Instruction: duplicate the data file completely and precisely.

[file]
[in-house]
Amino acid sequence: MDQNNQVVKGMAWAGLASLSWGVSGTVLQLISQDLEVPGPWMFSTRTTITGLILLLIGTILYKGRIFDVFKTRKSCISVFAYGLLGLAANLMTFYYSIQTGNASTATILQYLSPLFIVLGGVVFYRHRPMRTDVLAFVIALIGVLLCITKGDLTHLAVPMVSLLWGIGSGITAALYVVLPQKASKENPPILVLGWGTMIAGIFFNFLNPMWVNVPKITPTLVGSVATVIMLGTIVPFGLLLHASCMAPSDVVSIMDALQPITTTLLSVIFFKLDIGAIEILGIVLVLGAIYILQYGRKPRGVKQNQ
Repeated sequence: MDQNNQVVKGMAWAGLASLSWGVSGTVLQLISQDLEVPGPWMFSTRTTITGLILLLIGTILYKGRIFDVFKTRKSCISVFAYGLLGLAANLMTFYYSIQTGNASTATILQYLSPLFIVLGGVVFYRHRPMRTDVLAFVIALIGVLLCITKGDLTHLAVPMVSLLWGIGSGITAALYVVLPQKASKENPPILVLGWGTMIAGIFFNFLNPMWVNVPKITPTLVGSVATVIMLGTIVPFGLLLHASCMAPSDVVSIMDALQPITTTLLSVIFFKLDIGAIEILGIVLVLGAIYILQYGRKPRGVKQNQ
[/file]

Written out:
[in-house]
Amino acid sequence: MDQNNQVVKGMAWAGLASLSWGVSGTVLQLISQDLEVPGPWMFSTRTTITGLILLLIGTILYKGRIFDVFKTRKSCISVFAYGLLGLAANLMTFYYSIQTGNASTATILQYLSPLFIVLGGVVFYRHRPMRTDVLAFVIALIGVLLCITKGDLTHLAVPMVSLLWGIGSGITAALYVVLPQKASKENPPILVLGWGTMIAGIFFNFLNPMWVNVPKITPTLVGSVATVIMLGTIVPFGLLLHASCMAPSDVVSIMDALQPITTTLLSVIFFKLDIGAIEILGIVLVLGAIYILQYGRKPRGVKQNQ
Repeated sequence: MDQNNQVVKGMAWAGLASLSWGVSGTVLQLISQDLEVPGPWMFSTRTTITGLILLLIGTILYKGRIFDVFKTRKSCISVFAYGLLGLAANLMTFYYSIQTGNASTATILQYLSPLFIVLGGVVFYRHRPMRTDVLAFVIALIGVLLCITKGDLTHLAVPMVSLLWGIGSGITAALYVVLPQKASKENPPILVLGWGTMIAGIFFNFLNPMWVNVPKITPTLVGSVATVIMLGTIVPFGLLLHASCMAPSDVVSIMDALQPITTTLLSVIFFKLDIGAIEILGIVLVLGAIYILQYGRKPRGVKQNQ